So, I can take a small break, since I put together my skeleton.

Time to talk about

I only found a few toots here, so I figured, you might want to learn more about why I'm so eager to engage in it.

js13kgames means:
Using , build a in max.

It's doable. It's a challenge!
If you take a look at the previous entries, there's a lot of creativity.

Oh, and the code is Open Source.
You can study and learn from it.

In previous years, Andrzej / end3r even put everything on USB pen drives and shipped it to the participants.

Now, GitHub and others are advertising the competition (see for last year, for example), the number of participants rushed, so it is no longer doable financial-wise.

Even t-shirts are only awarded to the top100. It's possible to send some money to buy one (and support his efforts). I do it since years.

Yes, my games in the previous years are kind of crappy.

I consider it R&D (Research and Development).

See is not something I have training in. I learned most of it on my own.

I don't have intentions to head into it carreer-wise (because the competition is fierce).

But it's fun also.

In fact, will teach you so much on optimisation and performance.

Unlike other hackathons, you don't have 24-48 hours here. You have a _whole month_!

That means, it's enough time to do some research, look at different libraries (this evening, about two hours from now, some maintainers will introduce you to their code) and categories.

You can focus on desktop, mobile, have multiplayer if you use the server skeleton they provide or even go VR.

There are some extra awards in certain categories.

Sadly, looking at those extra categories, namely and feel like and riddled. I won't participate.

sounds somewhat interesting, but they only accept and at the moment. I communicated several times, that this will put it out of question to me.

So what to do with the extra time?

I usually head over to different sites like Dribbble to look for some moods I want to go after.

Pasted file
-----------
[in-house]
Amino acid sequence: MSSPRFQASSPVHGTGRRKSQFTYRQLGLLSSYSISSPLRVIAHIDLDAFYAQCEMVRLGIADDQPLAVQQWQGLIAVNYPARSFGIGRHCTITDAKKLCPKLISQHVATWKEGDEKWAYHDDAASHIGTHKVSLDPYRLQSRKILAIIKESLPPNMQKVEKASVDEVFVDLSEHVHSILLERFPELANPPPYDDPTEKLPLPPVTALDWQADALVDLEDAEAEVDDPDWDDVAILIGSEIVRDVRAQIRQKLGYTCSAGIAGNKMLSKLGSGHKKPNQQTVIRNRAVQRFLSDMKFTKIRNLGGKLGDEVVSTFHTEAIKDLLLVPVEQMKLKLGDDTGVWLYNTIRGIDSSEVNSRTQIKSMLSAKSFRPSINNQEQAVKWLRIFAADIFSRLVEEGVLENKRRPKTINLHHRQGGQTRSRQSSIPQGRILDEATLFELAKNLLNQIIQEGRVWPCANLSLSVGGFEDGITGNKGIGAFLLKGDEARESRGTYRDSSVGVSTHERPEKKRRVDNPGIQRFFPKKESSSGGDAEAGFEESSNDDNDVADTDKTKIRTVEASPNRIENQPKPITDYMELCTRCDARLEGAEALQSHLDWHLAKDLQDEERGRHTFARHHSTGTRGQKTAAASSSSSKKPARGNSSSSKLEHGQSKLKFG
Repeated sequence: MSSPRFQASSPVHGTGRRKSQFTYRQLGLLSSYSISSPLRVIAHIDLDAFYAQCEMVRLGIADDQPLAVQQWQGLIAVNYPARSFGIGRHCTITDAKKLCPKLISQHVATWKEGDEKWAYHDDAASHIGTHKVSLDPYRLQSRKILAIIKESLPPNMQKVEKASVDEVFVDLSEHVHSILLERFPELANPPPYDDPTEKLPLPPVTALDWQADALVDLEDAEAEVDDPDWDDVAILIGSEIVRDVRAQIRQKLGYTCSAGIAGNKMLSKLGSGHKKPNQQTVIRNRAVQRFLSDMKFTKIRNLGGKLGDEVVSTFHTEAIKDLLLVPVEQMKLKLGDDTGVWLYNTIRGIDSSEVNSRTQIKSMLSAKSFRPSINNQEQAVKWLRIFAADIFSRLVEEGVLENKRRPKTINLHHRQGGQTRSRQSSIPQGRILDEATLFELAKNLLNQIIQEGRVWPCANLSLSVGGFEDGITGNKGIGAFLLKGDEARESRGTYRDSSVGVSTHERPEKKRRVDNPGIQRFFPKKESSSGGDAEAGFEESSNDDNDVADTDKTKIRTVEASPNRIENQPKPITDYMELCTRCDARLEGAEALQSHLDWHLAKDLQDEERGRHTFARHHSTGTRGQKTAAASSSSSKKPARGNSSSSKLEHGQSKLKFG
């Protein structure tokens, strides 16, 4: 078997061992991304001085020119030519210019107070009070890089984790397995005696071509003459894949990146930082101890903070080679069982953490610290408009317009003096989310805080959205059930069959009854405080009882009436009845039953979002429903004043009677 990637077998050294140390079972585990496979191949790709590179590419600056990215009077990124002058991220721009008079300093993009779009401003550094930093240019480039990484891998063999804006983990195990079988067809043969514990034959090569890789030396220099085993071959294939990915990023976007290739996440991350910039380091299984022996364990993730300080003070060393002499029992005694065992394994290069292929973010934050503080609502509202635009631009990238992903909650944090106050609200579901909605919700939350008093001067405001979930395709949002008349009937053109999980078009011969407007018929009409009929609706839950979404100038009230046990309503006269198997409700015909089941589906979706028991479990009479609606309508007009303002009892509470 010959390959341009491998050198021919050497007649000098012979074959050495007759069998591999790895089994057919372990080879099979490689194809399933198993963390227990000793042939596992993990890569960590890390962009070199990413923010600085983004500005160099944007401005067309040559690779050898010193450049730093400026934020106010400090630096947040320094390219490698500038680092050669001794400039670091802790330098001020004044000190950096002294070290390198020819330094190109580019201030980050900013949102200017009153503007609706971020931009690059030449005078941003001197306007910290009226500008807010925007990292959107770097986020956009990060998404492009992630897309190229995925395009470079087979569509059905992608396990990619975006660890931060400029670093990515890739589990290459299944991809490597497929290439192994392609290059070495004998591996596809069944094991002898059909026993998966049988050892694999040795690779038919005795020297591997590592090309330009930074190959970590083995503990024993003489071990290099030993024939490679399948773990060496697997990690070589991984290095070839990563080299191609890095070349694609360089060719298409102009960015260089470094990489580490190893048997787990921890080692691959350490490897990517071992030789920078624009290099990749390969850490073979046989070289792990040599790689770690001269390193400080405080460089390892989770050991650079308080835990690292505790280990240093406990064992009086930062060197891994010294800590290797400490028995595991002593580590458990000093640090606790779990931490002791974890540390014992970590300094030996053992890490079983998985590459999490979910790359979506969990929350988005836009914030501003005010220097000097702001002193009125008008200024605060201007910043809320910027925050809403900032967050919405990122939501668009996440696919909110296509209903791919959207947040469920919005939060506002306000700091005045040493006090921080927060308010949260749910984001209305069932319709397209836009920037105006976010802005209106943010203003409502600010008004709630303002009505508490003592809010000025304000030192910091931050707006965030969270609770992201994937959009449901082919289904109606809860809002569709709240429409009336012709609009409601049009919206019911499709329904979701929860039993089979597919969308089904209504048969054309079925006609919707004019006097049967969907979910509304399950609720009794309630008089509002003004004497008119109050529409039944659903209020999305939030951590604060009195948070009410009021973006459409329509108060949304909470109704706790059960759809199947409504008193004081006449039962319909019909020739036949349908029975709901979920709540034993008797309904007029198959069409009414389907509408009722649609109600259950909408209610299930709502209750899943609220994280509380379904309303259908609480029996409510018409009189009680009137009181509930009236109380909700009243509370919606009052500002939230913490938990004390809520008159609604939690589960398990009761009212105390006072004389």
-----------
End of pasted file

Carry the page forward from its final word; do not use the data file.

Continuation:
Or consult a thesaurus for the topic (this year, it's about ).

One decision might be about the genre.

But I usually start with setting up a git repository (I gave up on GitHub for this already).

It's a controversy topic, but I plan to also add a (Game Development Document). It poses me some questions that spark my creativity. I don't have plans to monetize my game.

But thinking about some questions like story, player, opponents etc. aid me.

You can look at previous years and find by different participants.

Mine are quite technical, so I started to write a journal and add screenshots of current state a few years ago. That helps better understand my thought process.

It's not set up yet, but will appear in the repo later today.

Guess what?

is often taking part during the summer vacation. We will be on holiday this year as well.
(I'm so much looking forward to it).

Meaning, laptop is going to stay at home. Family and everything.

So will I loose some time?

Luckily, Android is somewhat Linux as well. We have some apps there.

My favourites here: and .

Termux allows me to use and to keep code on my device.

It even allows you to use some runtimes, so I can use tooling (but I forego this for most parts).

Markor has an option to render HTML. So if I edit code in Vim, copy it over to a place I can access using Markor, I can code on my mobile and have a preview :-)

Then back online (not a given here in Germany …) I can push my code back up and pick it up on my laptop once I'm back home.

This works the „easiest” if I have everything inlined in HTML. No reference to CSS or JS, but use <style> and <script> (without src).

Lastly, I started to roll my skeletons into a custom domain ( - do not bookmark yet, because the pages will move into different paths, once I get back to apply some SEO 🙄).

This also means to assemble JavaScript on the fly.

Turns out, I personally roll best when using Objects and Functions.

I omit classes if possible. is nice and well understood, but it takes more space. Which is critical in . Instead, having data and means to manipulate it turns out to be way more efficient.

Given the size constraint, you can't have much complexity, which might be a reason to go OOP.

Mentioning @vanderZwan because it will get more interesting going forward now

@vanderZwan Data structures such as are really shining here.